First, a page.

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Women with early stage breast cancer frequently receive adjuvant chemotherapy to prevent recurrence; however, not all patients benefit. Recently, gene expression marker panels, such as Oncotype DX, that may better predict risk of breast cancer recurrence have become commercially available and are being used to guide treatment decisions. Oncotype DX analyzes the expression of 21 genes within a tumor to determine a recurrence score that corresponds to a specific likelihood of breast cancer recurrence within 10 years of the initial diagnosis, as well as response to adjuvant treatment. We examined the published literature on the analytic validity, clinical validity, and clinical utility of Oncotype DX in guiding adjuvant treatment decisions in women with lymph node-positive breast cancer.
Women with early stage breast cancer frequently receive adjuvant chemotherapy based on standard recurrence risk classification using lymph node status and qualitative tumor characteristics, such as size, type, grade, receptor status, and histology. These classifiers identify very few women who are at low risk of recurrence and as a result, more patients are treated with chemotherapy than those who will benefit. Panels of gene expression markers—such as Oncotype DXTM—are marketed to physicians and patients for having the benefit of better predicting risk of breast cancer recurrence and to guide treatment decisions in women with lymph node-negative breast cancer. However, it is not clear whether Oncotype DX can accurately assess risk of disease recurrence in women with lymph node-positive breast cancer.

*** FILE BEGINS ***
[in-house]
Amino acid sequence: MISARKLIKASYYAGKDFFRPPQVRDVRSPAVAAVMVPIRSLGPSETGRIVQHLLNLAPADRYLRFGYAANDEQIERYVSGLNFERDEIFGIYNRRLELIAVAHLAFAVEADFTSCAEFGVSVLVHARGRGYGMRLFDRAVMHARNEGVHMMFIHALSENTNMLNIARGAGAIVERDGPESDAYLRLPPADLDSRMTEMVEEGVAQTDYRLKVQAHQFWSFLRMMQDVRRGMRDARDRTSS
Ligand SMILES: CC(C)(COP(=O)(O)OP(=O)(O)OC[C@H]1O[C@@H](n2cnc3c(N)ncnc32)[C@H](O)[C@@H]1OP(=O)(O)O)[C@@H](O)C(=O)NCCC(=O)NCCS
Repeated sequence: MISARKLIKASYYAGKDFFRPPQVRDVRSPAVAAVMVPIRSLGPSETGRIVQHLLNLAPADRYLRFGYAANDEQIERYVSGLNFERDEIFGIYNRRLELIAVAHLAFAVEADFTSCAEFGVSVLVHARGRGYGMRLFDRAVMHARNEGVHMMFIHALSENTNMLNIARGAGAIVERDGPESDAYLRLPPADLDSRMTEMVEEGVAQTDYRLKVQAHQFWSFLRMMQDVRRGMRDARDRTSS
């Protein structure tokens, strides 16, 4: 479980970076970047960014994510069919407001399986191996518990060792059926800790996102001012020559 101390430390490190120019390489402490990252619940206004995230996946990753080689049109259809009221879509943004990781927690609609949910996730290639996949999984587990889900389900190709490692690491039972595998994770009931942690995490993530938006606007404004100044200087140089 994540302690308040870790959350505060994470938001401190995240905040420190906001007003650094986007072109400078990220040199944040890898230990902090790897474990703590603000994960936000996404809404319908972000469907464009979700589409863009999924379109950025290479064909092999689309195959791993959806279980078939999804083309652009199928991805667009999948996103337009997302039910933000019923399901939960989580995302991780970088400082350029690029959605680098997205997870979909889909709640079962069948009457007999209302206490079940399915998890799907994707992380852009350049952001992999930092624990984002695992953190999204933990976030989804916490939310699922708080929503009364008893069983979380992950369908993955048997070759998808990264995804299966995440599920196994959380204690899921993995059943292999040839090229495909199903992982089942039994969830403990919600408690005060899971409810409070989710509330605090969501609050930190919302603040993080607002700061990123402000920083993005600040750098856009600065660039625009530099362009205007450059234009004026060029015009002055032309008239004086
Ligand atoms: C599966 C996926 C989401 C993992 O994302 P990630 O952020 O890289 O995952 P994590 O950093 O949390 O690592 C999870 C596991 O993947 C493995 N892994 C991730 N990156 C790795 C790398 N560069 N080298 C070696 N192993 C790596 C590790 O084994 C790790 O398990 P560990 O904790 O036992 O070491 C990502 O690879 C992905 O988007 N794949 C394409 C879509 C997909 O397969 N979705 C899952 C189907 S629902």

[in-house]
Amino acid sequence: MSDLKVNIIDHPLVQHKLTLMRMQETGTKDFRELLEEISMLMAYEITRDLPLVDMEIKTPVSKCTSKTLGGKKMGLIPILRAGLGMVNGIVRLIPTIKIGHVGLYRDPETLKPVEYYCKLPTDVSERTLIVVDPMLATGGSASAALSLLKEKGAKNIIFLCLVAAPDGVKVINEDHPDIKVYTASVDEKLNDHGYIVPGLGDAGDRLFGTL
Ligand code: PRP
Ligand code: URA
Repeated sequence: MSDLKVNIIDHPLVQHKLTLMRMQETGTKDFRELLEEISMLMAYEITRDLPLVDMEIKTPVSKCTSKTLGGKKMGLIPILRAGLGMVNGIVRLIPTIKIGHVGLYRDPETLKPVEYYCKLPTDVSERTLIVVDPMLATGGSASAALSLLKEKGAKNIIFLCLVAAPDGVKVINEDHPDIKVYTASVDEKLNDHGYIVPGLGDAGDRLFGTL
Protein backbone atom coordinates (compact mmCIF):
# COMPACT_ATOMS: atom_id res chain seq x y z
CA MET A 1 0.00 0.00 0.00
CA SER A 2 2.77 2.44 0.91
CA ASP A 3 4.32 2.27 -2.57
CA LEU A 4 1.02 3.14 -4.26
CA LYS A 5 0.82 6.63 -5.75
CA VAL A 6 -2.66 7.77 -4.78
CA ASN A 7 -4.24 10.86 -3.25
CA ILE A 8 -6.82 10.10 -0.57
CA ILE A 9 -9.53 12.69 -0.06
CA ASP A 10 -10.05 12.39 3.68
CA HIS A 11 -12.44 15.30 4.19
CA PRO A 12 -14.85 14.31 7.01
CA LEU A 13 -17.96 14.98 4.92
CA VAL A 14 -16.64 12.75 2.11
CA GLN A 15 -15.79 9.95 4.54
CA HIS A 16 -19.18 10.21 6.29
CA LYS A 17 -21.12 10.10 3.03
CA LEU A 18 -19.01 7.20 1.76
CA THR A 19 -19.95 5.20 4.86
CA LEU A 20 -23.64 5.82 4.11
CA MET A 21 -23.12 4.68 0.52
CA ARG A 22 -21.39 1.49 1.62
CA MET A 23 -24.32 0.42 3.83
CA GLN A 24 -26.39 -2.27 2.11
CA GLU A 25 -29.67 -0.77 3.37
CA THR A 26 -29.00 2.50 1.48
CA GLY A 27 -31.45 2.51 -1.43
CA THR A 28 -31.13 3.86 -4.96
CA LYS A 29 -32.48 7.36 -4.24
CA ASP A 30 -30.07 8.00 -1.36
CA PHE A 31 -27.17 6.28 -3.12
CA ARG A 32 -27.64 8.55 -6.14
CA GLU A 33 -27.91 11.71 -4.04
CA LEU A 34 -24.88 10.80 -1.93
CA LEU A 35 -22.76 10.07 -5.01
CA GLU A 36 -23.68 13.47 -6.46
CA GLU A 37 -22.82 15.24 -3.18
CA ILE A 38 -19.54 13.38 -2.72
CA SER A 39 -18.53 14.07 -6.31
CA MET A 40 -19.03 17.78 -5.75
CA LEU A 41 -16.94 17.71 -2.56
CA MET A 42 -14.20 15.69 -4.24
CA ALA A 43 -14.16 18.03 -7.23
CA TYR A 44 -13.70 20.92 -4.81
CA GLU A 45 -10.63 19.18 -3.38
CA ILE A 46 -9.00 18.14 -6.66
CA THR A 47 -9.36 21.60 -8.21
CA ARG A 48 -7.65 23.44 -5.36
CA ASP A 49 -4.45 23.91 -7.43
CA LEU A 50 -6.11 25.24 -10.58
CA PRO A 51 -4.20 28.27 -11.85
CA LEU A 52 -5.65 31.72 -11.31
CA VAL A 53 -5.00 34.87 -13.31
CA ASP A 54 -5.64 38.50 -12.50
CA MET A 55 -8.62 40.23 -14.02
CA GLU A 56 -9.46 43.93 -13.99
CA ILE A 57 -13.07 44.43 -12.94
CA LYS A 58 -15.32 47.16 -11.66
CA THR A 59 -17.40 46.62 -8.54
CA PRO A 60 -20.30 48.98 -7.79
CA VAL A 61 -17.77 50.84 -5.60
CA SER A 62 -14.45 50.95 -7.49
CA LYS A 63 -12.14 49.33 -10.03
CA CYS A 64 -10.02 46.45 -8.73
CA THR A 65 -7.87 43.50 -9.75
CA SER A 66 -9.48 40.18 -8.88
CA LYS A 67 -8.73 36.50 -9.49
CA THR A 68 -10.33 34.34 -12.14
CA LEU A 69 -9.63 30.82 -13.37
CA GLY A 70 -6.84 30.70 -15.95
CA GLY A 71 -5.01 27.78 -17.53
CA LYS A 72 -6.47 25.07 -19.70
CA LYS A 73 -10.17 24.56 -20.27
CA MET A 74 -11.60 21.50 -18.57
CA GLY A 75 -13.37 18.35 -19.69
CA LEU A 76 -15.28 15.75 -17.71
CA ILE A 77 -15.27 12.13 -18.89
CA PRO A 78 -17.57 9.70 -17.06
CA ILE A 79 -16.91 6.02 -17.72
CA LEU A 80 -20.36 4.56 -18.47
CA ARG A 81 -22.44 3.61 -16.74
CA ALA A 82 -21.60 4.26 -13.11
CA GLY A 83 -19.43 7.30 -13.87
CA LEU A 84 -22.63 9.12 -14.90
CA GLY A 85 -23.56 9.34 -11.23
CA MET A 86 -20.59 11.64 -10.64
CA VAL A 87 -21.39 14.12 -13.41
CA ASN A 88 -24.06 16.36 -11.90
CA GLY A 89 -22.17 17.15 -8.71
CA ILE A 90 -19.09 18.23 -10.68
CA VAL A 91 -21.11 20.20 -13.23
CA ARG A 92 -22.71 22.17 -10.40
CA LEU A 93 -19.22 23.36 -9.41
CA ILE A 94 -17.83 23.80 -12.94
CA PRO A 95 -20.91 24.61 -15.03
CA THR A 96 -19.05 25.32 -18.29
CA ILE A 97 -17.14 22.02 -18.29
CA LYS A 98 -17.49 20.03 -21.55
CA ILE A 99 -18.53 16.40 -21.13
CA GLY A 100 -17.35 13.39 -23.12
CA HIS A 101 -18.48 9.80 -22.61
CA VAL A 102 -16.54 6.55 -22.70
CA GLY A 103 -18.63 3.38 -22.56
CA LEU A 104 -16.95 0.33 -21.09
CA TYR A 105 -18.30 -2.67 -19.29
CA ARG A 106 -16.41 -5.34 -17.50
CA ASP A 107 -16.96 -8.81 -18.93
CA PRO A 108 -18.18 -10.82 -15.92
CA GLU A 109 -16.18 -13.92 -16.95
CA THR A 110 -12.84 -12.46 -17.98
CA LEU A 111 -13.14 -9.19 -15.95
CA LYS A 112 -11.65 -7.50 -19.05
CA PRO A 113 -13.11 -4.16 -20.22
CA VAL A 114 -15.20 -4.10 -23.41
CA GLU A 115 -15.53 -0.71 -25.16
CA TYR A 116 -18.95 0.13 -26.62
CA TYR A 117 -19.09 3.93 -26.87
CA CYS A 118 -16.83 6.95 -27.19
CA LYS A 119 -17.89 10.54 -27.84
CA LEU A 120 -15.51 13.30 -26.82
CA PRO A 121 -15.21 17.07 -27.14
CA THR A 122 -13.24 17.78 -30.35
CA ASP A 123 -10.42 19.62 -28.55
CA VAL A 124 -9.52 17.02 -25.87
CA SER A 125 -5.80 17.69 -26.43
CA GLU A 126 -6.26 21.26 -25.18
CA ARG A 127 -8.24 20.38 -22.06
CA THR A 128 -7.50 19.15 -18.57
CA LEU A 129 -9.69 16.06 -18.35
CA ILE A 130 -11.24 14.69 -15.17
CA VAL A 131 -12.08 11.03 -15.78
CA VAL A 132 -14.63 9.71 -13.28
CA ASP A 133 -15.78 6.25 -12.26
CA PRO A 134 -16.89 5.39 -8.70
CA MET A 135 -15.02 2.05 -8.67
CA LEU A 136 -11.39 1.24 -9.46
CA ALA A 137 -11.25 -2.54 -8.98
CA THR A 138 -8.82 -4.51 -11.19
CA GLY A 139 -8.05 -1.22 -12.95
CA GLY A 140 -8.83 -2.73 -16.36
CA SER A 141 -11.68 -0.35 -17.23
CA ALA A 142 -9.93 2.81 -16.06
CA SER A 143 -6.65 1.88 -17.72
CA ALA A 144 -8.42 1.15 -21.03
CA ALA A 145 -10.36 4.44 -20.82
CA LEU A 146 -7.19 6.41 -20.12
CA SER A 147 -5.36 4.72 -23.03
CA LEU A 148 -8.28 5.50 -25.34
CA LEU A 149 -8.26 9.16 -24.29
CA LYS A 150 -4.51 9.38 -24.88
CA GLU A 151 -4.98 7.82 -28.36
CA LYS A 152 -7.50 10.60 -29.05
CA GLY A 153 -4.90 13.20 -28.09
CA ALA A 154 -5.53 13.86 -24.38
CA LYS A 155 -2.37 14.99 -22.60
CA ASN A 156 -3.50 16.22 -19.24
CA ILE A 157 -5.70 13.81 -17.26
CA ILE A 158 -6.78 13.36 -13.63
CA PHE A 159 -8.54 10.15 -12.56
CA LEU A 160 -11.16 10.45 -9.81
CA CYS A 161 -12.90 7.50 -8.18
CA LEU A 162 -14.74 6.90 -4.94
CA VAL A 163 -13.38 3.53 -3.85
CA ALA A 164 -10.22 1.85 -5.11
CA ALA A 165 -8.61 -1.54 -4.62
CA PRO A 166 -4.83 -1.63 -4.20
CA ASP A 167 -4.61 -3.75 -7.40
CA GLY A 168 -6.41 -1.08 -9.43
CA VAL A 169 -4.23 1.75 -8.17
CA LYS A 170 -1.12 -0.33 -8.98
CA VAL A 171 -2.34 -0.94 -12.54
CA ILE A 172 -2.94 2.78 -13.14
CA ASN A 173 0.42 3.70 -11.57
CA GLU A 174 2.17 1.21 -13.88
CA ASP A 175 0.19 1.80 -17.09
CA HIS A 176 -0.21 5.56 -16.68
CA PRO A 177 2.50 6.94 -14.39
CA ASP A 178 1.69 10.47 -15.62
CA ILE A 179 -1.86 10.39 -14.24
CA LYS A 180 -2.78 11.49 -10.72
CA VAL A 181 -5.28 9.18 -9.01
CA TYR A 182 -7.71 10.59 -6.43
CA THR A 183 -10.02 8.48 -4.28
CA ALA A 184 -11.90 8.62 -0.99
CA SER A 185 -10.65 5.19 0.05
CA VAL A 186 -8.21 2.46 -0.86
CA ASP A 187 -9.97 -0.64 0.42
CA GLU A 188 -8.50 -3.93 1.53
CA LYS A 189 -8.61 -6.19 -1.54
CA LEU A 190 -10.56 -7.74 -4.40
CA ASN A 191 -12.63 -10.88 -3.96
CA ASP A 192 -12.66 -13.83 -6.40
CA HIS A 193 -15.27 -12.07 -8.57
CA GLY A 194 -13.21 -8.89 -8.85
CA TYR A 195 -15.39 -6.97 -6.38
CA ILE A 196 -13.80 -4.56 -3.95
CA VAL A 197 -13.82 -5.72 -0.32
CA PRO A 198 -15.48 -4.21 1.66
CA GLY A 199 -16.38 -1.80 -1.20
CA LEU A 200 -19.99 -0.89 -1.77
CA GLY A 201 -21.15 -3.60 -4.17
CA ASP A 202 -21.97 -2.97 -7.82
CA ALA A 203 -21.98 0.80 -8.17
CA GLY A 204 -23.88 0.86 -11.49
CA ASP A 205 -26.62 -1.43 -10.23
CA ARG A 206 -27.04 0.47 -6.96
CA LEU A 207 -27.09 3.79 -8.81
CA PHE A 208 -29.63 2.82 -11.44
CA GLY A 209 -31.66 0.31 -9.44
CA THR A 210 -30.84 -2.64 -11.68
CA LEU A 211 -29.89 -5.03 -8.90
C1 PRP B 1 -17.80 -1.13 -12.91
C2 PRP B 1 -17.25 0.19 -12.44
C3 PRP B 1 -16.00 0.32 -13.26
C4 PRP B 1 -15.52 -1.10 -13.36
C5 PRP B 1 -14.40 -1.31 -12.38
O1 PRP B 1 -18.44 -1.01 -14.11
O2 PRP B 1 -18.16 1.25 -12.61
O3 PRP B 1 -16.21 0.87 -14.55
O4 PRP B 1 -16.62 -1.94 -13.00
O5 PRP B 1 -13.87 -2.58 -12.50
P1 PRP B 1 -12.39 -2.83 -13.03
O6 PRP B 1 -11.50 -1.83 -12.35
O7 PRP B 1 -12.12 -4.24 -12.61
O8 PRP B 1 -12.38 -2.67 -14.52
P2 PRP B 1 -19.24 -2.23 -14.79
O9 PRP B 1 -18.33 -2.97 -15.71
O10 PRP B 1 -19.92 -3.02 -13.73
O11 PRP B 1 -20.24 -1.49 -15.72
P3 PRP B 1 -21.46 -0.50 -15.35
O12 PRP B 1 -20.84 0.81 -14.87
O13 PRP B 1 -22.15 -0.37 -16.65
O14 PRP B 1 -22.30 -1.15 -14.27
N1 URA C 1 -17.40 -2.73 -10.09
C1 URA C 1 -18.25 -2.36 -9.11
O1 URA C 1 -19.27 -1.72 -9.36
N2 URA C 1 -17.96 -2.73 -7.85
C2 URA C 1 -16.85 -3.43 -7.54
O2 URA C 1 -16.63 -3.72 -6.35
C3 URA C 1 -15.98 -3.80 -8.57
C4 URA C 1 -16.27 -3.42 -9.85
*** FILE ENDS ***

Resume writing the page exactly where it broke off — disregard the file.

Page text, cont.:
Oncotype DXTM analyzes the expression of 21 genes (16 cancer-related and 5 normative genes) within a tumor to determine a recurrence score (RS) using reverse transcription PCR in formalin-fixed, paraffin-embedded breast cancer tissue samples. The RS is a number between 0 and 100 that corresponds to a specific likelihood of breast cancer recurrence within 10 years of the initial diagnosis, as well as response to adjuvant treatment. Using recurrence score, it may be possible for healthcare providers and patients to determine whether adjuvant chemotherapy is needed following primary therapy for breast cancer.